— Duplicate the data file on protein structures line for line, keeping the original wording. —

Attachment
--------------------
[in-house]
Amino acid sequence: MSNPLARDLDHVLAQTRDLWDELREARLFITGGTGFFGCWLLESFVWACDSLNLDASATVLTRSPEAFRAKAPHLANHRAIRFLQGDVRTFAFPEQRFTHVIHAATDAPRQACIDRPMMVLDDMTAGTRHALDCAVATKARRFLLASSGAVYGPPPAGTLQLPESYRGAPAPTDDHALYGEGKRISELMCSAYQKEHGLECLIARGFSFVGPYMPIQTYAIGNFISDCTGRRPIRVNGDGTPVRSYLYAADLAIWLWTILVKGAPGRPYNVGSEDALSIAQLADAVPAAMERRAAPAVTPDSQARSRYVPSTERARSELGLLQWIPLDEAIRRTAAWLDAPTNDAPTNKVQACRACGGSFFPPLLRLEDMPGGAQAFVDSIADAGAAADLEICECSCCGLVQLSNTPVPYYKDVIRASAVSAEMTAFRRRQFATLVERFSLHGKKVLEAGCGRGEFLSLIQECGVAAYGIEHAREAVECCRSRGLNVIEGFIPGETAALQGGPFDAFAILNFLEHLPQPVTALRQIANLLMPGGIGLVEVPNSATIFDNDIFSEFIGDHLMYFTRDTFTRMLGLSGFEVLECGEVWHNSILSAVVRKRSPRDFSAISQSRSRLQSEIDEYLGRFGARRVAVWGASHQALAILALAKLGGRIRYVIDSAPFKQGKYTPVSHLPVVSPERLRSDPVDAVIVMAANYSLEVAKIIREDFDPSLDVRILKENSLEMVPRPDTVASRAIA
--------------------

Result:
[in-house]
Amino acid sequence: MSNPLARDLDHVLAQTRDLWDELREARLFITGGTGFFGCWLLESFVWACDSLNLDASATVLTRSPEAFRAKAPHLANHRAIRFLQGDVRTFAFPEQRFTHVIHAATDAPRQACIDRPMMVLDDMTAGTRHALDCAVATKARRFLLASSGAVYGPPPAGTLQLPESYRGAPAPTDDHALYGEGKRISELMCSAYQKEHGLECLIARGFSFVGPYMPIQTYAIGNFISDCTGRRPIRVNGDGTPVRSYLYAADLAIWLWTILVKGAPGRPYNVGSEDALSIAQLADAVPAAMERRAAPAVTPDSQARSRYVPSTERARSELGLLQWIPLDEAIRRTAAWLDAPTNDAPTNKVQACRACGGSFFPPLLRLEDMPGGAQAFVDSIADAGAAADLEICECSCCGLVQLSNTPVPYYKDVIRASAVSAEMTAFRRRQFATLVERFSLHGKKVLEAGCGRGEFLSLIQECGVAAYGIEHAREAVECCRSRGLNVIEGFIPGETAALQGGPFDAFAILNFLEHLPQPVTALRQIANLLMPGGIGLVEVPNSATIFDNDIFSEFIGDHLMYFTRDTFTRMLGLSGFEVLECGEVWHNSILSAVVRKRSPRDFSAISQSRSRLQSEIDEYLGRFGARRVAVWGASHQALAILALAKLGGRIRYVIDSAPFKQGKYTPVSHLPVVSPERLRSDPVDAVIVMAANYSLEVAKIIREDFDPSLDVRILKENSLEMVPRPDTVASRAIA